Coping with Anxiety Without Medication – Guest Post from Sara Niemiec

Everyone gets stressed out on occasion. It’s a natural reaction to the challenges and obstacles that life puts us through on a daily basis. And while a healthy amount of stress can motivate us to get things done, sometimes we become overburdened and develop what is known as anxiety. Anxiety, according to the American Psychological Association, is an “emotion characterized by feelings of tension, worried thoughts, and physical changes like increased blood pressure.”

The reason we feel anxious can be traced back to the earliest days of humanity. When mankind needed to be alerted to the approach of predators or incoming threats, we relied on our “fight or flight” response to send a surge of adrenaline in case we needed to act to protect ourselves. Nowadays, we aren’t faced with as many physical threats to our person. But we are faced with a whole slew of other problems surrounding work, relationships, health, and finances. Since we can’t just run away from these problems or physically fight them, that surge of adrenaline just results in a nervous feeling in our stomachs, or in increased blood pressure, or sweaty palms.

 We can’t turn off mother nature, but what we can do is minimize the negative effects of anxiety through the use of stress management relief tactics. We can also learn to recognize thought patterns and situations that cause us to feel anxiety and dissemble them so that they have less power over us. The last thing you should do is turn to substances in order to manage stress. Relying on drugs or alcohol to bring relief is not a long-term plan and will never help the body learn how to help itself.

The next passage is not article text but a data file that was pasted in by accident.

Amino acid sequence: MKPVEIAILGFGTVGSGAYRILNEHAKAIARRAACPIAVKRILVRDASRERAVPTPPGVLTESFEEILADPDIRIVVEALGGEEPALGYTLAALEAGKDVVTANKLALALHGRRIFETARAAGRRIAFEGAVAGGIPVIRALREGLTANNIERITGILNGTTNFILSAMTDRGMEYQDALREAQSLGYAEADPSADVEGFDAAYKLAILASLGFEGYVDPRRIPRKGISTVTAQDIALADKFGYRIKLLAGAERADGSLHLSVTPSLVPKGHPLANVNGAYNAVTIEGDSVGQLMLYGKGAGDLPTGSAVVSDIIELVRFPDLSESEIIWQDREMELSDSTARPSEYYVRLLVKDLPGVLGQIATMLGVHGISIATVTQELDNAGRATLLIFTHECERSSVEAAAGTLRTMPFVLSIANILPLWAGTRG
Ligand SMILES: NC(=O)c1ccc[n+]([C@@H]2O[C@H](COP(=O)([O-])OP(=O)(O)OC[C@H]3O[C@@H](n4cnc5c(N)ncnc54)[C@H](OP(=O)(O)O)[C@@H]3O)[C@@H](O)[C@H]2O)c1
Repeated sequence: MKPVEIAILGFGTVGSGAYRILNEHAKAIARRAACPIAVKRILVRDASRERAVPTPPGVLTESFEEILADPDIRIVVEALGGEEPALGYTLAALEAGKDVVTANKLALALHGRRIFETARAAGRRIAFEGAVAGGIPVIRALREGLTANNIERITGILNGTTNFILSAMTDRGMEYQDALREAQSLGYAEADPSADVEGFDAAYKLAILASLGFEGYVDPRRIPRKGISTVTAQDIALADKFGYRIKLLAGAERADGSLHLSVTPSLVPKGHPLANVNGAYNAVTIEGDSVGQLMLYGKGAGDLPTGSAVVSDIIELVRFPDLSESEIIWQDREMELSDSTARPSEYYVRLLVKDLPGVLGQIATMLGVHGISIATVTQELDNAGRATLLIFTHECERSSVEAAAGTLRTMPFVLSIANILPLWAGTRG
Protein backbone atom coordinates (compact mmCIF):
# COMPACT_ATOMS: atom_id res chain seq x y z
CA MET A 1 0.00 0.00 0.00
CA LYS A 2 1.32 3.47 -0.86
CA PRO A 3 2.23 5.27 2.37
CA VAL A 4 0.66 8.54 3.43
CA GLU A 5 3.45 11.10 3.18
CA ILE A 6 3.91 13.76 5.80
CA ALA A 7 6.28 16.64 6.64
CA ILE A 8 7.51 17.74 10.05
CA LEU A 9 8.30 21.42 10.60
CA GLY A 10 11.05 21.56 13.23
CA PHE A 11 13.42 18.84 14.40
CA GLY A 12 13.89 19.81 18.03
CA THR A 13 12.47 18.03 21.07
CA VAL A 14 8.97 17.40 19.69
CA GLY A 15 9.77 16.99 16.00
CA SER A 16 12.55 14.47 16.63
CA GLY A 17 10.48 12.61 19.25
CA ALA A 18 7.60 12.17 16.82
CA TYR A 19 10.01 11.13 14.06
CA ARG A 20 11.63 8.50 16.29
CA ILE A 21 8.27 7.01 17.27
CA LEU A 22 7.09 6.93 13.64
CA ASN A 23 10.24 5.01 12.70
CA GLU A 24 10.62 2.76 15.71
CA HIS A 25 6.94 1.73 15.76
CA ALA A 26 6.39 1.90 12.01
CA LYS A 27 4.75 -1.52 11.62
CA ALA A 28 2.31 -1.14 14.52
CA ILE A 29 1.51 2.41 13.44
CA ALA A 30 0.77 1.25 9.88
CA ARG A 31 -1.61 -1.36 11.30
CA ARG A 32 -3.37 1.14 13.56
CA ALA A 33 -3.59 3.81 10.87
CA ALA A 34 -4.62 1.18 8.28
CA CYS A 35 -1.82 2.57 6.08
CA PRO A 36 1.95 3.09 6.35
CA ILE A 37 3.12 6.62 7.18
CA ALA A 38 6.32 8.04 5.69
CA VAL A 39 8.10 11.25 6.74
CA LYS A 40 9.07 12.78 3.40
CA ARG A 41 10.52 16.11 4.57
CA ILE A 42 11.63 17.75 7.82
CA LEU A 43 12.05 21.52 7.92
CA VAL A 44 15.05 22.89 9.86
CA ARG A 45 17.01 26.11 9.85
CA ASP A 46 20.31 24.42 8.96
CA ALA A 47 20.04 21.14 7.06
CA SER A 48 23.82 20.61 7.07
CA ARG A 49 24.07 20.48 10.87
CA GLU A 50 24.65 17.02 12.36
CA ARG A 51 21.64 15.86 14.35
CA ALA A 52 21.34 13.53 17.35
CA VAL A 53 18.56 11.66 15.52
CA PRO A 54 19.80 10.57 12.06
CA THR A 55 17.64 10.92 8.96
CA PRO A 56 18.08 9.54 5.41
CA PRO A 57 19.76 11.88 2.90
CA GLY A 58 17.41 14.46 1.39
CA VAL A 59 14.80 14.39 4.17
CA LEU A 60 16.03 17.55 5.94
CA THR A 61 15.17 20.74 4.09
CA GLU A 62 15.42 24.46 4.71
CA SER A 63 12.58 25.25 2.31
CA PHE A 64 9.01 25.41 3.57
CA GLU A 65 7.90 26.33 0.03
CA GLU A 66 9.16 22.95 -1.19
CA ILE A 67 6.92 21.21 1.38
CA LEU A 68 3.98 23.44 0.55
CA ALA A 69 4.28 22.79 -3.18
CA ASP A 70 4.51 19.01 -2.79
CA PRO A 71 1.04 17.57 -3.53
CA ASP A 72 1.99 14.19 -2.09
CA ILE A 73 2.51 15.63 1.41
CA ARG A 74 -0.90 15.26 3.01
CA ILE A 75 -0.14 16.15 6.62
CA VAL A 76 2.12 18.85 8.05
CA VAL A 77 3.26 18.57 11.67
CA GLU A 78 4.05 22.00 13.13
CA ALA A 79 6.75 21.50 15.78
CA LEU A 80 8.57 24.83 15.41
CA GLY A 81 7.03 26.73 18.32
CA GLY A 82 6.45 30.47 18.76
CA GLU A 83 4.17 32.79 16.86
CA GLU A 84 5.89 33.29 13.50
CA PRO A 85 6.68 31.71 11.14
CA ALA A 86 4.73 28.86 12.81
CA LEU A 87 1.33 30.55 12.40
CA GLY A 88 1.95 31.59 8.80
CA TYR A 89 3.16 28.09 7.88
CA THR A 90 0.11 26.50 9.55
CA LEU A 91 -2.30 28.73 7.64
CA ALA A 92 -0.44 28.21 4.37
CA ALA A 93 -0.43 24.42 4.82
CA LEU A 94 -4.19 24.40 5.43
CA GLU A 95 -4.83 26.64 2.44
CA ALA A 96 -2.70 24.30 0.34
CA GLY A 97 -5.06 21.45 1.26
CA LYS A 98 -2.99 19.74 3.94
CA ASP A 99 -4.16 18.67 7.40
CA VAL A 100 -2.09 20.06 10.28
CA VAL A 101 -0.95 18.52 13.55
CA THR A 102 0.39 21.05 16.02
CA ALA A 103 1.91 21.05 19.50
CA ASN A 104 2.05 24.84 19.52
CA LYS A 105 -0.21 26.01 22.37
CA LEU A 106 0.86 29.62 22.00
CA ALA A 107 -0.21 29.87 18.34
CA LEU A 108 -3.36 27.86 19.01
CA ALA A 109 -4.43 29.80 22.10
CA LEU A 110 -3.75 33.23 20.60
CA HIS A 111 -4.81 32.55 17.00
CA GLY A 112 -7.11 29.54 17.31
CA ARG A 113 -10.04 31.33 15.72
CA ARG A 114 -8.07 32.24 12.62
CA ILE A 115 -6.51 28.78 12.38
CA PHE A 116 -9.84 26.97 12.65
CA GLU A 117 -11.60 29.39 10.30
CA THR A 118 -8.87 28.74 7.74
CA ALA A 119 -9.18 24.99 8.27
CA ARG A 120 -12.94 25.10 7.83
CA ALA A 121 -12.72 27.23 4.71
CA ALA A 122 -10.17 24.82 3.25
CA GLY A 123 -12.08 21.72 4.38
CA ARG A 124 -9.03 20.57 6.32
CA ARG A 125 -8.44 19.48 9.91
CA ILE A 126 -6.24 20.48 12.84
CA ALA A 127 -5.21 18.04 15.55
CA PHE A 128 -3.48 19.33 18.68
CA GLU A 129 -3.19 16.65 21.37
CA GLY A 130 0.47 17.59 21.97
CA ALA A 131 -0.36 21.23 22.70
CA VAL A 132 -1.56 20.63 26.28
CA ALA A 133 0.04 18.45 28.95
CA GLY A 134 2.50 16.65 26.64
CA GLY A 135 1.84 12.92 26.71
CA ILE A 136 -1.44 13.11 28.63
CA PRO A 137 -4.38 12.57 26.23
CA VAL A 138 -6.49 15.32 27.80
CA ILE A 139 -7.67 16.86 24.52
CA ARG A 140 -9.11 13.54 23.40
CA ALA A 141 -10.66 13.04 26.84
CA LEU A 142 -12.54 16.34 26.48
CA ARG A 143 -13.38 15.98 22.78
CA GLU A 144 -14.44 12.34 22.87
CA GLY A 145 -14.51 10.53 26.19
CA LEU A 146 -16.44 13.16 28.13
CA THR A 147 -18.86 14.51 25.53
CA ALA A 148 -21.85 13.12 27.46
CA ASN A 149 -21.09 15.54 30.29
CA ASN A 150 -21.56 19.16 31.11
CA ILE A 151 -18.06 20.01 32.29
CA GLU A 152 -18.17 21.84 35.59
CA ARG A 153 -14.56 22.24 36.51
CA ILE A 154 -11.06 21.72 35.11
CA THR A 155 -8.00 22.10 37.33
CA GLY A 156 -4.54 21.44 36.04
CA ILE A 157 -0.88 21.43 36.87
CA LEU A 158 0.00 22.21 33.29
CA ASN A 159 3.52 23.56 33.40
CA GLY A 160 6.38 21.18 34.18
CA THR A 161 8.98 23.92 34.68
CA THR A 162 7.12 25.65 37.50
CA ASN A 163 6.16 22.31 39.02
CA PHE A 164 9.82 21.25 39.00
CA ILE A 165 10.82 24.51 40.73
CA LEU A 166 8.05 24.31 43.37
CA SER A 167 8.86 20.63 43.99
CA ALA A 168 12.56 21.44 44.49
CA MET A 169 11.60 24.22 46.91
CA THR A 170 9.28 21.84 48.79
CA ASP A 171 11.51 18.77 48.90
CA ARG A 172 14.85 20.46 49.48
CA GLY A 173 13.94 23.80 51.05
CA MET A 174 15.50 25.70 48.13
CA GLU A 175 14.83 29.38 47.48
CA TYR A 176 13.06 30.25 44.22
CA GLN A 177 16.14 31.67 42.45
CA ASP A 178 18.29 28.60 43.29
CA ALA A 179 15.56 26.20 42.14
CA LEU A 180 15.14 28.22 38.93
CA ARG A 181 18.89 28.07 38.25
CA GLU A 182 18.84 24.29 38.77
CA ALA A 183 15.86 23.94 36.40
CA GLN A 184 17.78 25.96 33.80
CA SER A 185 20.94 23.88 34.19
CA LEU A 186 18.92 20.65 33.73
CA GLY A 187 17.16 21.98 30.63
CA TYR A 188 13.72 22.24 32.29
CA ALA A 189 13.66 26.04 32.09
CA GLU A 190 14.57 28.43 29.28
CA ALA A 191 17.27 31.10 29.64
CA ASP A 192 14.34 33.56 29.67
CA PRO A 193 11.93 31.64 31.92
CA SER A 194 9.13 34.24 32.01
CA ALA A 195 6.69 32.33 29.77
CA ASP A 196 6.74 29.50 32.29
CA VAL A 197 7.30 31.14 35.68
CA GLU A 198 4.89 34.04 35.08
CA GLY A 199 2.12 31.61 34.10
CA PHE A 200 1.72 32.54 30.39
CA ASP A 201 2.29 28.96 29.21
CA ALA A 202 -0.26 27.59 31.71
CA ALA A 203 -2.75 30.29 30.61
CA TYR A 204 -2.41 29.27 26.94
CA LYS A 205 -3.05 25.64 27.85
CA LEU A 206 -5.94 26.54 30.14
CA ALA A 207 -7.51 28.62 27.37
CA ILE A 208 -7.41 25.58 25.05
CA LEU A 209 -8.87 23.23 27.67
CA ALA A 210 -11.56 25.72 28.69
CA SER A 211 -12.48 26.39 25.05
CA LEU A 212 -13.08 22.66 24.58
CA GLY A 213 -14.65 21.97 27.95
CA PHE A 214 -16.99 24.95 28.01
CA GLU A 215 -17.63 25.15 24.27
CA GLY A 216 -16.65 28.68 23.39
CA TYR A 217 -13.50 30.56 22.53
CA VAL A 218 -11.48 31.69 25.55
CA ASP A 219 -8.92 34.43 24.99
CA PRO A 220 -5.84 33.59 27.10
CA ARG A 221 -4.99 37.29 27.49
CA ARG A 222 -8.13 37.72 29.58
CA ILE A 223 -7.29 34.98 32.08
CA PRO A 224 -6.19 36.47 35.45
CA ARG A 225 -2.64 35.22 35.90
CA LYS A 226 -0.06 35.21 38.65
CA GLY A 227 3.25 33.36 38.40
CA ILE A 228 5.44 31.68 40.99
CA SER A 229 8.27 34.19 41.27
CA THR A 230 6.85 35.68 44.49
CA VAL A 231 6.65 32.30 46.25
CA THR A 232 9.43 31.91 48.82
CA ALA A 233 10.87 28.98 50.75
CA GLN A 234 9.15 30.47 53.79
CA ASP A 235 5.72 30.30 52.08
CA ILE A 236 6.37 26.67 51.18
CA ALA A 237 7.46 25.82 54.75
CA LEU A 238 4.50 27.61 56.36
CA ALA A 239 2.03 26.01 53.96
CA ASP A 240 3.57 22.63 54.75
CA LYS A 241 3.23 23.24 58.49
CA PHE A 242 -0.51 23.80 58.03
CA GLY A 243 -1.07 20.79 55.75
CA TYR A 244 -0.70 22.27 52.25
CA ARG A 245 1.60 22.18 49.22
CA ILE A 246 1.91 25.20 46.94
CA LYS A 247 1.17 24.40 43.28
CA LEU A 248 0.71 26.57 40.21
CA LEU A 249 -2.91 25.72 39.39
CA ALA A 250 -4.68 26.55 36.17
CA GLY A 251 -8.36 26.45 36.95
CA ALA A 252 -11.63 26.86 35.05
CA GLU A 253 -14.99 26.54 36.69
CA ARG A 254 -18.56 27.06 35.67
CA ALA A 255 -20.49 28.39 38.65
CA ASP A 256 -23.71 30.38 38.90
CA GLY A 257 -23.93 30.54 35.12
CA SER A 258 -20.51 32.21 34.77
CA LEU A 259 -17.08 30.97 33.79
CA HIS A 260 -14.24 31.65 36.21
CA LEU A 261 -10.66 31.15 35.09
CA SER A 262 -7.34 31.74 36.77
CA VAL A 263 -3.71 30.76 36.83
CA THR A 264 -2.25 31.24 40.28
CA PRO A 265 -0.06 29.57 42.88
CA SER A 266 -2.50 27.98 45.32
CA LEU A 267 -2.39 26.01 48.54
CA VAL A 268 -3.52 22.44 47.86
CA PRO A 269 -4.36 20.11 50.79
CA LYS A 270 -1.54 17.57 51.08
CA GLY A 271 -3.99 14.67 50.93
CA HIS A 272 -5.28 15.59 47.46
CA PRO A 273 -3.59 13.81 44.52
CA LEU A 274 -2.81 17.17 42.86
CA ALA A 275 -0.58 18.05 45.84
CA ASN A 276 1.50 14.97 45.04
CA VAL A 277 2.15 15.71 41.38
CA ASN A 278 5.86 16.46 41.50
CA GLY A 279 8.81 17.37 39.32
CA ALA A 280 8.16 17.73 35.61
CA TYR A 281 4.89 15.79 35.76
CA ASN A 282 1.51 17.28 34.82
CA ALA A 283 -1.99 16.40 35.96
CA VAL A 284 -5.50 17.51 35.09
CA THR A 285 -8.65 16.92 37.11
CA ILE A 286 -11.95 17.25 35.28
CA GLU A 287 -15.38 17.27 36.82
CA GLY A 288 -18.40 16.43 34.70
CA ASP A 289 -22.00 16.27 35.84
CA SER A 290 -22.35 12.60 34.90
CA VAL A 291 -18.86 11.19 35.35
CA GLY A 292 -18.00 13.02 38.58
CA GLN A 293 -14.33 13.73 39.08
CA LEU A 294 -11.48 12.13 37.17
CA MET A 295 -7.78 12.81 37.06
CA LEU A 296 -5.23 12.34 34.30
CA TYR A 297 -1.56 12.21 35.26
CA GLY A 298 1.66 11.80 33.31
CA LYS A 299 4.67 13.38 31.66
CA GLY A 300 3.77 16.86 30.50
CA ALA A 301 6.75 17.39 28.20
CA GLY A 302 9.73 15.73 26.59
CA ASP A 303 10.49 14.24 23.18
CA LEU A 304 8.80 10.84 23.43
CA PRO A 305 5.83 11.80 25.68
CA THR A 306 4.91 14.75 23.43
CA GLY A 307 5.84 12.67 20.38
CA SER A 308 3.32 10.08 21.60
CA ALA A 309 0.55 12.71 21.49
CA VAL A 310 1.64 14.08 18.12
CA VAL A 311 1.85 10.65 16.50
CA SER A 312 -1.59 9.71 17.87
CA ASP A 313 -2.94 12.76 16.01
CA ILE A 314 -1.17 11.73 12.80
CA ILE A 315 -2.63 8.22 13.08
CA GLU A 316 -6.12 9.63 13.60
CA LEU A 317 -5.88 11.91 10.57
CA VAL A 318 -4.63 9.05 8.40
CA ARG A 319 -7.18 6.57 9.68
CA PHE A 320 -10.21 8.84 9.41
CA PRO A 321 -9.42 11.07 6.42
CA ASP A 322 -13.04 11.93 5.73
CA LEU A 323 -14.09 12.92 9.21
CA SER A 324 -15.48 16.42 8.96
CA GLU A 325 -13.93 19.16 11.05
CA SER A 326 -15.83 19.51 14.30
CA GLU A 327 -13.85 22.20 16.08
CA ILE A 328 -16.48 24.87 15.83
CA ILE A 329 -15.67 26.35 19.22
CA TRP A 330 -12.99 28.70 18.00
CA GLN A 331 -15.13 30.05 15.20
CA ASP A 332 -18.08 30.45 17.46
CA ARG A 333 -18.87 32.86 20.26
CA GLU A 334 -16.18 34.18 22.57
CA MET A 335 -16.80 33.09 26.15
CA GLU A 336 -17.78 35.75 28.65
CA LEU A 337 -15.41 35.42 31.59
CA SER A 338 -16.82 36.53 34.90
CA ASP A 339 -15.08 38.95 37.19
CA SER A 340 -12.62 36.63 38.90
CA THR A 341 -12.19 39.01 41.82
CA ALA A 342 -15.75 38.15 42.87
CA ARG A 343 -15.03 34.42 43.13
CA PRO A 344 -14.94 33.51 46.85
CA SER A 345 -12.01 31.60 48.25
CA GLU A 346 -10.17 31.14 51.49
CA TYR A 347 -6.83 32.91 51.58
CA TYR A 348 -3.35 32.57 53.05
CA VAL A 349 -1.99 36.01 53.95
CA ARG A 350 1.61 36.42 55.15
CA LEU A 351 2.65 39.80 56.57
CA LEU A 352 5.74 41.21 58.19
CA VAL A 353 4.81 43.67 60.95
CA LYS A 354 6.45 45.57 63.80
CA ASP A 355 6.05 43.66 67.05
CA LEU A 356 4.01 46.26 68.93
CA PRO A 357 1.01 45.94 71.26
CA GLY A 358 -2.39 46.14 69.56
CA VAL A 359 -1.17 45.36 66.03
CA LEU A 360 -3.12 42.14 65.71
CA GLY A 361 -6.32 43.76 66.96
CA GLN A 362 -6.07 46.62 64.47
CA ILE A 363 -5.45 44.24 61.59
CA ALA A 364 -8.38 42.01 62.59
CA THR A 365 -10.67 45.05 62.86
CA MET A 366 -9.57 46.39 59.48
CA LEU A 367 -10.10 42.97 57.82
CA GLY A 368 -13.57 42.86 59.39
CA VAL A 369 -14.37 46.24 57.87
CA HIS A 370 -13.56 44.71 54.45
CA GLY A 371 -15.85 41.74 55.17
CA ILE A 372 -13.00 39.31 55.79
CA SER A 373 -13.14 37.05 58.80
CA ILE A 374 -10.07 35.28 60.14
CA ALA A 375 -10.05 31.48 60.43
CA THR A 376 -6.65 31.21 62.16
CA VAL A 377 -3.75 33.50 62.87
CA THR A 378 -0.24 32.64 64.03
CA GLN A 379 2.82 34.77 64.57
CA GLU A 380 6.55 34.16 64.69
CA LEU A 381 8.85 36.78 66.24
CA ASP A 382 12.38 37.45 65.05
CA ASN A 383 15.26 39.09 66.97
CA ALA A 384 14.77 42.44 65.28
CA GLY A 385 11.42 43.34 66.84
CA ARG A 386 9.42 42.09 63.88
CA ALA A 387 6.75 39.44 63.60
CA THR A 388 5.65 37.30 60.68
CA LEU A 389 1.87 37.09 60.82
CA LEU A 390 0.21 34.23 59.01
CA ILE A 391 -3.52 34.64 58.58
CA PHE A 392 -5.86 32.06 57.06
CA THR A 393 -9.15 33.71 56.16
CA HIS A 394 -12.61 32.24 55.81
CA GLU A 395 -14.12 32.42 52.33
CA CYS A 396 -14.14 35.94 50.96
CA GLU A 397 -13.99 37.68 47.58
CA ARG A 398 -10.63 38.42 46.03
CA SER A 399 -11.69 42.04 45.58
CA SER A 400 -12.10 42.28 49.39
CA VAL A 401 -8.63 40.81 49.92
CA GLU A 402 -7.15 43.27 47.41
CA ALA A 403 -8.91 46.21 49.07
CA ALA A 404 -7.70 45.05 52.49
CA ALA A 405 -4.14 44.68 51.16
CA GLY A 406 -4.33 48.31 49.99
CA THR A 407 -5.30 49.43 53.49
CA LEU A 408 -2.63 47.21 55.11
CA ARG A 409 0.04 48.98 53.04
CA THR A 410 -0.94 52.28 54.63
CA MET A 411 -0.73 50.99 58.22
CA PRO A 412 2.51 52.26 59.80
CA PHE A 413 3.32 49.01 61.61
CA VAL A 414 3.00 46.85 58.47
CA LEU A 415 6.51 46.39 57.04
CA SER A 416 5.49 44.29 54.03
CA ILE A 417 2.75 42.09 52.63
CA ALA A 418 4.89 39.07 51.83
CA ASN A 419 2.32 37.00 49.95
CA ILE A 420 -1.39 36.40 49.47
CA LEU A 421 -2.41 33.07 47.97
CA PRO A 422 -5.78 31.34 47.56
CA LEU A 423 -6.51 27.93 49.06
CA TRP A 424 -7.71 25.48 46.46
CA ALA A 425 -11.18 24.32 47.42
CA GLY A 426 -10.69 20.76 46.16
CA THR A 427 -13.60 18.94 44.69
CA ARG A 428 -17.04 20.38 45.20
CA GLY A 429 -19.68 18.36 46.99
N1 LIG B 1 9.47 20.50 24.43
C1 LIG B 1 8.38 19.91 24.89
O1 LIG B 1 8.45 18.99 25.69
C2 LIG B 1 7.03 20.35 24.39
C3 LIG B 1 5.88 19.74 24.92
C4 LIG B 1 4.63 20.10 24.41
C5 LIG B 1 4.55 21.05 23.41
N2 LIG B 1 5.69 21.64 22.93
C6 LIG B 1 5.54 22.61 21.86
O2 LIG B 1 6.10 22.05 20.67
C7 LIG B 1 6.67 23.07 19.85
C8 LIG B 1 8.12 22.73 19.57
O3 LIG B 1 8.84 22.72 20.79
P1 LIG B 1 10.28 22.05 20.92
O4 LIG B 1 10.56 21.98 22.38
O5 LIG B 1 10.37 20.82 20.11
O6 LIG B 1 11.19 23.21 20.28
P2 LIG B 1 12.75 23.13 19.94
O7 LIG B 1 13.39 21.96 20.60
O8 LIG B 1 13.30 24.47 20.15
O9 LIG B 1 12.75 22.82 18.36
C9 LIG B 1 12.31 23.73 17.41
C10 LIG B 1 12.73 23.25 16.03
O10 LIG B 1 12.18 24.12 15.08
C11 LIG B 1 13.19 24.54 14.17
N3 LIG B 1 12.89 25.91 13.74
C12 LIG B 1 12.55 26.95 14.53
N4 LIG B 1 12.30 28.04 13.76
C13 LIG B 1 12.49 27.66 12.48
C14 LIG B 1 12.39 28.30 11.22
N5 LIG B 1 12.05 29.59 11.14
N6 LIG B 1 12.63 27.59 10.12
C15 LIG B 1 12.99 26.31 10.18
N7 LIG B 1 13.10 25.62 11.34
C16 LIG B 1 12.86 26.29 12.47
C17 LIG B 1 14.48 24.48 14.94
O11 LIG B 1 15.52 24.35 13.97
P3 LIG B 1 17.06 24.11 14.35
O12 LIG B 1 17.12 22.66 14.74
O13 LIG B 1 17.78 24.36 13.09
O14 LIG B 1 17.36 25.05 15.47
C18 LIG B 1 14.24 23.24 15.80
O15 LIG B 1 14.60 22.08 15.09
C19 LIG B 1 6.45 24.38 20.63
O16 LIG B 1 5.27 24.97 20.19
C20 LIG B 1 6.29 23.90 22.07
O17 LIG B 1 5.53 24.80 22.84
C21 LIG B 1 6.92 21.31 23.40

Non-Medicinal Methods of Coping with Anxiety

Relaxation Methods

Relaxation skills are one way to address anxiety that can be used at nearly any time. These skills can involve simple breathing techniques, mindful thinking, and even yoga. Relaxation techniques help you lower blood pressure and heart rate to help you feel calm. Here are some simple exercises to try at home, at work, or on the go.

Deep Breathing

  1. Sit down with your chest up
  2. Inhale slowly through your nose and hold for seven seconds
  3. Exhale through the mouth for eight seconds (or until all the air is released from your lungs)
  4. Repeat four to five more times 


There are many different methods for meditation. Practicing meditation can help you to regulate emotions and react in a more thoughtful and careful manner. Some guidelines to follow when meditating are to focus your attention on breathing, find a quiet place, and have an open mind. Sit down, close your eyes, and focus on something simple, like breath, music, or the sounds of nature. It’s easier said than done, but anything from twenty minutes to an hour can be hugely beneficial.